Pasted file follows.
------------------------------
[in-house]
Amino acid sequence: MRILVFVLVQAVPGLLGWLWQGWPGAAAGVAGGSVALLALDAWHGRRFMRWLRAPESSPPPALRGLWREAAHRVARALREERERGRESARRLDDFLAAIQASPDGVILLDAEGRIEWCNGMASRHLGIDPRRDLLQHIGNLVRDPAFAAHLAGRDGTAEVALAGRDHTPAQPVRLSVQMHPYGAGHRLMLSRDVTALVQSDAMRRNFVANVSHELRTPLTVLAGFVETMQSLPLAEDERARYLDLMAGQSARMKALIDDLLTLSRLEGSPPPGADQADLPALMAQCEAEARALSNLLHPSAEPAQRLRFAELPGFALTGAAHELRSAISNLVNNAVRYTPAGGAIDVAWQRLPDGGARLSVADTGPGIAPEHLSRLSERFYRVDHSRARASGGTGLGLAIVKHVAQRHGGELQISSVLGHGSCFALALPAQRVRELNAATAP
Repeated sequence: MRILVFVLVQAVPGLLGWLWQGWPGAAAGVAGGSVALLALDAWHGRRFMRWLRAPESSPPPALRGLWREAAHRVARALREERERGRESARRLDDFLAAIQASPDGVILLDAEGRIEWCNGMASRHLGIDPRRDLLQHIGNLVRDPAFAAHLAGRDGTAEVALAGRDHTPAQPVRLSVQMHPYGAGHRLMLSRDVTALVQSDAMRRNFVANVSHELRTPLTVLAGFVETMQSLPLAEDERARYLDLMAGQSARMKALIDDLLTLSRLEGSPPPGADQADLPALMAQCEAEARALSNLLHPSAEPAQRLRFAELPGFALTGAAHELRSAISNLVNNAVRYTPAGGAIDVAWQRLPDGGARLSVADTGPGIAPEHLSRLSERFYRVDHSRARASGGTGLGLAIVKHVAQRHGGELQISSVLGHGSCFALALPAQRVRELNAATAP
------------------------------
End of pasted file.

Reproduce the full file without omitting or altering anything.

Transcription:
[in-house]
Amino acid sequence: MRILVFVLVQAVPGLLGWLWQGWPGAAAGVAGGSVALLALDAWHGRRFMRWLRAPESSPPPALRGLWREAAHRVARALREERERGRESARRLDDFLAAIQASPDGVILLDAEGRIEWCNGMASRHLGIDPRRDLLQHIGNLVRDPAFAAHLAGRDGTAEVALAGRDHTPAQPVRLSVQMHPYGAGHRLMLSRDVTALVQSDAMRRNFVANVSHELRTPLTVLAGFVETMQSLPLAEDERARYLDLMAGQSARMKALIDDLLTLSRLEGSPPPGADQADLPALMAQCEAEARALSNLLHPSAEPAQRLRFAELPGFALTGAAHELRSAISNLVNNAVRYTPAGGAIDVAWQRLPDGGARLSVADTGPGIAPEHLSRLSERFYRVDHSRARASGGTGLGLAIVKHVAQRHGGELQISSVLGHGSCFALALPAQRVRELNAATAP
Repeated sequence: MRILVFVLVQAVPGLLGWLWQGWPGAAAGVAGGSVALLALDAWHGRRFMRWLRAPESSPPPALRGLWREAAHRVARALREERERGRESARRLDDFLAAIQASPDGVILLDAEGRIEWCNGMASRHLGIDPRRDLLQHIGNLVRDPAFAAHLAGRDGTAEVALAGRDHTPAQPVRLSVQMHPYGAGHRLMLSRDVTALVQSDAMRRNFVANVSHELRTPLTVLAGFVETMQSLPLAEDERARYLDLMAGQSARMKALIDDLLTLSRLEGSPPPGADQADLPALMAQCEAEARALSNLLHPSAEPAQRLRFAELPGFALTGAAHELRSAISNLVNNAVRYTPAGGAIDVAWQRLPDGGARLSVADTGPGIAPEHLSRLSERFYRVDHSRARASGGTGLGLAIVKHVAQRHGGELQISSVLGHGSCFALALPAQRVRELNAATAP